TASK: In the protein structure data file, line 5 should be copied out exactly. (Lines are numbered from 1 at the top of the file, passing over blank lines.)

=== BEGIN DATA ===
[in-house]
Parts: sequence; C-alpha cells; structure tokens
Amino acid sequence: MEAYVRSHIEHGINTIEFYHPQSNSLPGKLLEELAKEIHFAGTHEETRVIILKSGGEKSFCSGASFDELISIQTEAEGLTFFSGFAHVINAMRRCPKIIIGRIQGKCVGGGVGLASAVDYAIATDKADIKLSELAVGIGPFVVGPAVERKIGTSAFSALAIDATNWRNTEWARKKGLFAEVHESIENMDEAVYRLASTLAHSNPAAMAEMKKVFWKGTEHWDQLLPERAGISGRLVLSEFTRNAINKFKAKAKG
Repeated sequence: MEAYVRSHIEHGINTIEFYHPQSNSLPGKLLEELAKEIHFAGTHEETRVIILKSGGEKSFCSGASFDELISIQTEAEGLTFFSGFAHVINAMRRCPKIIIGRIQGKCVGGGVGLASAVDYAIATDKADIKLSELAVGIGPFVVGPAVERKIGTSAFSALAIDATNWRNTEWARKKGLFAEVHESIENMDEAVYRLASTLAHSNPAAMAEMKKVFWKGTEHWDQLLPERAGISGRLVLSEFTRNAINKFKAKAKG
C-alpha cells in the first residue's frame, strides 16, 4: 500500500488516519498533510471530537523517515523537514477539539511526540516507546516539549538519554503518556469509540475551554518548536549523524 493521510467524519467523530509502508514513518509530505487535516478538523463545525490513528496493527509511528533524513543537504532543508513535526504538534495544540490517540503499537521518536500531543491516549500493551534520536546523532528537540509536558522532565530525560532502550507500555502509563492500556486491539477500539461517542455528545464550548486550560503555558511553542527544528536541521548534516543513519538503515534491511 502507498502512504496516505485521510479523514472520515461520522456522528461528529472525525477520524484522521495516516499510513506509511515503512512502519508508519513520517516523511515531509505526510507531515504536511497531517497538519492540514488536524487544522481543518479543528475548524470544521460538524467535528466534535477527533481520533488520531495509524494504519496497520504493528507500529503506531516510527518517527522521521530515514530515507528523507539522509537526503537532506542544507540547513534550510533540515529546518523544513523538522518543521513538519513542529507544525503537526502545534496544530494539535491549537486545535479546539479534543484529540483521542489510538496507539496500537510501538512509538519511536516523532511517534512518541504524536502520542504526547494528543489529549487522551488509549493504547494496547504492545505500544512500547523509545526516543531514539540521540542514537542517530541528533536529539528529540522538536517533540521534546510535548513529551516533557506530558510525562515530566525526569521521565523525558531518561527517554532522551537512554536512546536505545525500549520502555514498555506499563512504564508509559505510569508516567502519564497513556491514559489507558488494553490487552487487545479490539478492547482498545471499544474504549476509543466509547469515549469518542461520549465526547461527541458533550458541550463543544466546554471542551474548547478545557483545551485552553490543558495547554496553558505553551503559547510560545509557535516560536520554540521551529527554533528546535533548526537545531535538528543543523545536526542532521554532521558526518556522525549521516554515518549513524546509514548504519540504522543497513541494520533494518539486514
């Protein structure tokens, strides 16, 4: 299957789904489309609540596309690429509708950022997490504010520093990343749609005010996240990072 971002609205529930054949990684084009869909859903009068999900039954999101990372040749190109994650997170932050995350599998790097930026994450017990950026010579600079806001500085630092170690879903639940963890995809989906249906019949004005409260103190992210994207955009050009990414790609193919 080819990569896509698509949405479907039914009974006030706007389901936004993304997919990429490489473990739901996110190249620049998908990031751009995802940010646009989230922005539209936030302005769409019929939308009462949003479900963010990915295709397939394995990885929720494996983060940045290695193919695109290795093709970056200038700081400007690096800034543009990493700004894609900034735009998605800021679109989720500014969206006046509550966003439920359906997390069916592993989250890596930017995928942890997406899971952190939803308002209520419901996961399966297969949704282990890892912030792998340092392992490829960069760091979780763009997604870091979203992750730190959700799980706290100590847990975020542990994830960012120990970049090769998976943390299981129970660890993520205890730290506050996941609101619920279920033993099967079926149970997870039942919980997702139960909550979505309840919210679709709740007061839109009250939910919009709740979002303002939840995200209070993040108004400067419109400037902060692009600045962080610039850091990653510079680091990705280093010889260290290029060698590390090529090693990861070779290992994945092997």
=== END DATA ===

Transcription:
C-alpha cells in the first residue's frame, strides 16, 4: 500500500488516519498533510471530537523517515523537514477539539511526540516507546516539549538519554503518556469509540475551554518548536549523524 493521510467524519467523530509502508514513518509530505487535516478538523463545525490513528496493527509511528533524513543537504532543508513535526504538534495544540490517540503499537521518536500531543491516549500493551534520536546523532528537540509536558522532565530525560532502550507500555502509563492500556486491539477500539461517542455528545464550548486550560503555558511553542527544528536541521548534516543513519538503515534491511 502507498502512504496516505485521510479523514472520515461520522456522528461528529472525525477520524484522521495516516499510513506509511515503512512502519508508519513520517516523511515531509505526510507531515504536511497531517497538519492540514488536524487544522481543518479543528475548524470544521460538524467535528466534535477527533481520533488520531495509524494504519496497520504493528507500529503506531516510527518517527522521521530515514530515507528523507539522509537526503537532506542544507540547513534550510533540515529546518523544513523538522518543521513538519513542529507544525503537526502545534496544530494539535491549537486545535479546539479534543484529540483521542489510538496507539496500537510501538512509538519511536516523532511517534512518541504524536502520542504526547494528543489529549487522551488509549493504547494496547504492545505500544512500547523509545526516543531514539540521540542514537542517530541528533536529539528529540522538536517533540521534546510535548513529551516533557506530558510525562515530566525526569521521565523525558531518561527517554532522551537512554536512546536505545525500549520502555514498555506499563512504564508509559505510569508516567502519564497513556491514559489507558488494553490487552487487545479490539478492547482498545471499544474504549476509543466509547469515549469518542461520549465526547461527541458533550458541550463543544466546554471542551474548547478545557483545551485552553490543558495547554496553558505553551503559547510560545509557535516560536520554540521551529527554533528546535533548526537545531535538528543543523545536526542532521554532521558526518556522525549521516554515518549513524546509514548504519540504522543497513541494520533494518539486514